This is a guest post from Greg Buckskin, technology and pop culture guru at CableTV.com.
I must admit that I’m warming up to the Windows 8 Consumer Preview. Like many of you, my first impression was a little too overwhelming to get a good handle on the details. I focused on the same major pros and cons that everyone else has covered in depth. After giving it some time, I found much to like but also a few things that started to bother me the more I ran into them.
I’m not talking about the frustration of navigating a touchscreen-optimized environment with a mouse and keyboard, or the mystifying removal of the Start button. Nope, these are the less-obvious criticisms that fall somewhere between missing features and bad design choices, some of which may be fixed by this autumn’s final release, and some of which we may simply have to learn to live with. Here are my top five frustrations with Windows 8 Customer Preview.
Top Five Frustrations With Windows 8
1. Live Tiles are a good idea: intuitive, attractive, and potentially informative. I suppose that it’s nice to be able to choose between the 1×1 and 1×2 sizes. And I like that you can arrange them into your own groups, but the ‘sliding puzzle’ means of rearranging tiles is really annoying. It’s a UI, not a Rubik’s Cube. Please let me simply pick up one tile and put it down right where I want it without displacing everything else.
2. As long as we’re right there, what’s the deal with the colors? Knowing that all human beings learn from a very young age to visually associate and group things by color, it’s simply silly to make (for example) Xbox Live and Calendar similar, or have the same color for Messaging, Music, and Maps. Please give USERS the ability to change colors as we see fit.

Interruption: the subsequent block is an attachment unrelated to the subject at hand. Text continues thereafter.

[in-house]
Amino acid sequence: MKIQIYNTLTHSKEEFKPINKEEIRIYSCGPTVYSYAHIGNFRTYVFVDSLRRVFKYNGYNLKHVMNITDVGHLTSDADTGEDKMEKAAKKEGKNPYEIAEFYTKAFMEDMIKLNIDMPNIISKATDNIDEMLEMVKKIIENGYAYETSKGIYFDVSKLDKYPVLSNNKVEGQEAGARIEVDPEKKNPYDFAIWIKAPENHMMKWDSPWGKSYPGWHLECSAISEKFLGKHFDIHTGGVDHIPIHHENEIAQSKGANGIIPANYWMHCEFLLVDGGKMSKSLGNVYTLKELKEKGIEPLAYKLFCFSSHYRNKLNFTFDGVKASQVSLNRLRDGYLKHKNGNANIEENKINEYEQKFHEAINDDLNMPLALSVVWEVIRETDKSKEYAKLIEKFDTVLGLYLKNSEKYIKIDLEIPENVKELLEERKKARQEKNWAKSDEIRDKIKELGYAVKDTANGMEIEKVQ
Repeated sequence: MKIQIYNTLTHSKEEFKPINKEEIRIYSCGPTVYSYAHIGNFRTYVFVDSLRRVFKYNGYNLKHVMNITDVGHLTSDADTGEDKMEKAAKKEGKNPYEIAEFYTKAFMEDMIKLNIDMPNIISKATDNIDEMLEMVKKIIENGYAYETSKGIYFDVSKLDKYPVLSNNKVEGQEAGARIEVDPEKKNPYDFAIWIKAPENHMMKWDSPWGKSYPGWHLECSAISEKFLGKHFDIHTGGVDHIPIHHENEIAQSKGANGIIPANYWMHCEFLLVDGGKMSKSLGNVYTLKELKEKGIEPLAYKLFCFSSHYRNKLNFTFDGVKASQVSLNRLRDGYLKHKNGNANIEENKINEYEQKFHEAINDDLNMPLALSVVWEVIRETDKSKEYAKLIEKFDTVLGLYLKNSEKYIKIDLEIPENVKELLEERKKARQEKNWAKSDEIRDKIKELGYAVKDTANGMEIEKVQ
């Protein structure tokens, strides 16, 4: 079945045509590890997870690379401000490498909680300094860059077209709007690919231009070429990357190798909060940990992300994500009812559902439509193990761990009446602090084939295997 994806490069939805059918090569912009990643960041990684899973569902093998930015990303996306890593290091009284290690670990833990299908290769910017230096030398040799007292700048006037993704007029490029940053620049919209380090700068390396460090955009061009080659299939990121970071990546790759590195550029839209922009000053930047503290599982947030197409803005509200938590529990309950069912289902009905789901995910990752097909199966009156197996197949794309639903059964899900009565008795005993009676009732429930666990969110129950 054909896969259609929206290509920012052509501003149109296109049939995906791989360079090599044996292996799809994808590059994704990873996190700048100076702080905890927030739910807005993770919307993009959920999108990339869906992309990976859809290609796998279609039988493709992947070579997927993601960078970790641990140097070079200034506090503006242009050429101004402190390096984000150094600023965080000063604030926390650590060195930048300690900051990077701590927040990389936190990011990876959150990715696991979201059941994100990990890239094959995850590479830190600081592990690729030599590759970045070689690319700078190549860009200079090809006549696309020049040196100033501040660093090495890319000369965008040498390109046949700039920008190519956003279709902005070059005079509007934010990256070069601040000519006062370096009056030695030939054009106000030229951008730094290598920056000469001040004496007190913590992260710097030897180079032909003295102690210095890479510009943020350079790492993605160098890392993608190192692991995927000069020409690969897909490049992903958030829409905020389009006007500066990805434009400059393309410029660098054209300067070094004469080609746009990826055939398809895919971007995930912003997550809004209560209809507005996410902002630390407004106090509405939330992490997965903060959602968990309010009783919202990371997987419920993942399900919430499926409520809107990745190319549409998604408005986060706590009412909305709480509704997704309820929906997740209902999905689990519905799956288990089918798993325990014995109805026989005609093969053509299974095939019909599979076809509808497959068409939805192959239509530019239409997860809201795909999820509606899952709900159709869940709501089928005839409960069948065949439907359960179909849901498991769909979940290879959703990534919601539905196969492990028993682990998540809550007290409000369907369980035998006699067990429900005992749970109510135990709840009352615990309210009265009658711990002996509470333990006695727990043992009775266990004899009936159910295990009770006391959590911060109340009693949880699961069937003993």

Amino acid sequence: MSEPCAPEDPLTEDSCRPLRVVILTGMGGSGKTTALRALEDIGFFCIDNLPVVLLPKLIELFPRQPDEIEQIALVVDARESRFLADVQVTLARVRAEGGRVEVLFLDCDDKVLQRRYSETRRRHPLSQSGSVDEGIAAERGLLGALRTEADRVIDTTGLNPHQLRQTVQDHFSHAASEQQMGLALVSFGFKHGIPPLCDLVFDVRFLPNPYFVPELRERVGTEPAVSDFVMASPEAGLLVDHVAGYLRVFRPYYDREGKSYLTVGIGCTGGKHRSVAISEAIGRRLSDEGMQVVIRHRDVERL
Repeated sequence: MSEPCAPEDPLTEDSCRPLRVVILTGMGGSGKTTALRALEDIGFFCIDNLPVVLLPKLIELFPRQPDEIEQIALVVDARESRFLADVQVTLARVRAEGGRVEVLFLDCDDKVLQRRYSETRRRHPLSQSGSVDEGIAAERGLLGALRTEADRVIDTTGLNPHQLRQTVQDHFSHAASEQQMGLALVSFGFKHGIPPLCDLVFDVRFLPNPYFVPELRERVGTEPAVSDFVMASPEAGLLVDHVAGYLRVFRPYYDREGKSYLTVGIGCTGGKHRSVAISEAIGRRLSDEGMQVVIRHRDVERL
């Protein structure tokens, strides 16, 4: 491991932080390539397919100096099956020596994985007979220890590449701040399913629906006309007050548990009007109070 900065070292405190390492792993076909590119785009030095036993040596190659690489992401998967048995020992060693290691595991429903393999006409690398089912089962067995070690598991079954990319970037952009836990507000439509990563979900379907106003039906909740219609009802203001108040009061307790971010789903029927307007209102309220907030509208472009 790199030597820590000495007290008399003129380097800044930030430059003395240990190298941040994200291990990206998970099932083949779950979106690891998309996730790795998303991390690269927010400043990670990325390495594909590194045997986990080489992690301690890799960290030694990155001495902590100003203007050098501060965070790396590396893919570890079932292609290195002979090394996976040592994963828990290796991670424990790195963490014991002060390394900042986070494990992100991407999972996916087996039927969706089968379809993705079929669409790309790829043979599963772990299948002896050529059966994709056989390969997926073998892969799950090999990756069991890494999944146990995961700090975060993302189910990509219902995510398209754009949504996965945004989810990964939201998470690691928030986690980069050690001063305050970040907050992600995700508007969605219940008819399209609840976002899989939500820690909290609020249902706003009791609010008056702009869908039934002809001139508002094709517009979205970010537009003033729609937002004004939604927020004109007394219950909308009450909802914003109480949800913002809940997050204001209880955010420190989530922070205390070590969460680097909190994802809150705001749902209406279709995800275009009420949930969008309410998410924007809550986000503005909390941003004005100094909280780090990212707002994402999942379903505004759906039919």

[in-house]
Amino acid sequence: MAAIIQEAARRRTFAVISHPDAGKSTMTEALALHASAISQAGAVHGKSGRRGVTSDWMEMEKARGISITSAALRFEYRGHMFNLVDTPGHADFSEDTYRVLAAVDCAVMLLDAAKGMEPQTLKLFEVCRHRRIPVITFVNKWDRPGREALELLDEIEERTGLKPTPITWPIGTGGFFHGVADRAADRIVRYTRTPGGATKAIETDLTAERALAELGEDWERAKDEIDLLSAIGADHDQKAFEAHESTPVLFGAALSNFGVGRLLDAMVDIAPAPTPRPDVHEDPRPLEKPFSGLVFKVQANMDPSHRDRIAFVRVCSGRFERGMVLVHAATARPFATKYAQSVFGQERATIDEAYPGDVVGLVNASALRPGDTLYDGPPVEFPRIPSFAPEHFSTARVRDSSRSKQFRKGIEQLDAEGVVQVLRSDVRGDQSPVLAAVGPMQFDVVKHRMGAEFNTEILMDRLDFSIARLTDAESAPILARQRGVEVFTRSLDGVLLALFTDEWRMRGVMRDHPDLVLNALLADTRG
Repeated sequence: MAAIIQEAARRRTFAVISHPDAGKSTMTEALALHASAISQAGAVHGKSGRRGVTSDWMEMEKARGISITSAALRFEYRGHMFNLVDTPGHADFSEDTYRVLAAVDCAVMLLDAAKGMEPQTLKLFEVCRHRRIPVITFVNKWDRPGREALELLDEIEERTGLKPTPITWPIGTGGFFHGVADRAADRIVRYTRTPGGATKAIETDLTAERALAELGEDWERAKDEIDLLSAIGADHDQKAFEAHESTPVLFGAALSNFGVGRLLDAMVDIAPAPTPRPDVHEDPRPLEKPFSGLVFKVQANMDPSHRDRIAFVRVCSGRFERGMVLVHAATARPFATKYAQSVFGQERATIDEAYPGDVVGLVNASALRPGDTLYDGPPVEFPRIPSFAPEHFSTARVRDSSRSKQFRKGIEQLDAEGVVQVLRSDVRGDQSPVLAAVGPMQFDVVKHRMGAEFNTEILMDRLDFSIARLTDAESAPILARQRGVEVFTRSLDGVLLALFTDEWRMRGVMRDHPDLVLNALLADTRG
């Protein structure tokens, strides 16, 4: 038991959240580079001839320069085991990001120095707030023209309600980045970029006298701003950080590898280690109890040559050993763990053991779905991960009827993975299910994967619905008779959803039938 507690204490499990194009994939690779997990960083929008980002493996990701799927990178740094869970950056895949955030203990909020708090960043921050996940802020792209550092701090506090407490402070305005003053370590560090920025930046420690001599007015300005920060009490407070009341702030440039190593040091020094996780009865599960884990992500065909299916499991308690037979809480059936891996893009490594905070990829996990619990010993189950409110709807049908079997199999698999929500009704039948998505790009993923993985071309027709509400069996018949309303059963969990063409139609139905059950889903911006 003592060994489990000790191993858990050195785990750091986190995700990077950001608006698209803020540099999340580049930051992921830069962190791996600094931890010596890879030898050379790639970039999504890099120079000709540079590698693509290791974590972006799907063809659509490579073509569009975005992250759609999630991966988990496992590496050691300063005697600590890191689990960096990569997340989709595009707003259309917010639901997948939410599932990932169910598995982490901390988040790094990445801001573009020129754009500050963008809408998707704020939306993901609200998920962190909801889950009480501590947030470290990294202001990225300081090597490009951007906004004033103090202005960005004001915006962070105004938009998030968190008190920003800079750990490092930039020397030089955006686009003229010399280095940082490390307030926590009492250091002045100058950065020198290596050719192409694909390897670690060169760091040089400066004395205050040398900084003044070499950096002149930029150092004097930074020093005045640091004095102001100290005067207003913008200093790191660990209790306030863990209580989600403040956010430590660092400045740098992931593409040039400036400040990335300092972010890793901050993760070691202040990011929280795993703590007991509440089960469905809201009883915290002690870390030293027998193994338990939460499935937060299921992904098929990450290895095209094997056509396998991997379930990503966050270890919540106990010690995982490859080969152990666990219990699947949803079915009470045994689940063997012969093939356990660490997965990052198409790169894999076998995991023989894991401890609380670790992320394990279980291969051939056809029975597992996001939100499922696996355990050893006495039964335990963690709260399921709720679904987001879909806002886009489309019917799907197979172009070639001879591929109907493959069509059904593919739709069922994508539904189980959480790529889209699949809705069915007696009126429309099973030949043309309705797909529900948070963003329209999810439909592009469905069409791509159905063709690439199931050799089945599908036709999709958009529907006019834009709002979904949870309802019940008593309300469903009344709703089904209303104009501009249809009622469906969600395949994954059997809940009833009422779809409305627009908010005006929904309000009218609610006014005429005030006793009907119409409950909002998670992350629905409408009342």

3. Quick question: what time is it? For the last 15 years, I could have answered in less than a blink while I was working at my desktop. In Metro, it takes an intentional movement, a potential concentration disruption. Oh, not so much that I can call it a ‘task,’ just enough so that something that I’ve always done is now a little less effortless. That’s not progress.
4. Having said that, progress isn’t always positive. From the dawn of time (i.e., the mid-1990s or so), there’s been a handy rule of thumb for software: free means ads, paid means no ads, this goes whether I’m browsing public web sites or downloading a free app from the Android marketplace (sorry, I mean “Google Play”). But Microsoft wants to sell you the cake and cover it with advertisements for frosting. Music, Video, Store, etc., they’re all putting products for sale before essential app functions.
5. I’ll give Microsoft some points for acknowledging that users might want to integrate third-party services into their unified Account experience, especially when it comes to social networking. But you’ll realize pretty quickly that this doesn’t mean that you can add all of your accounts. Whether you have a social network that isn’t on the list, or multiple accounts on the same social network, you’re still going to need to rely on your browser or separate apps; which kind of defeats the purpose of integration.
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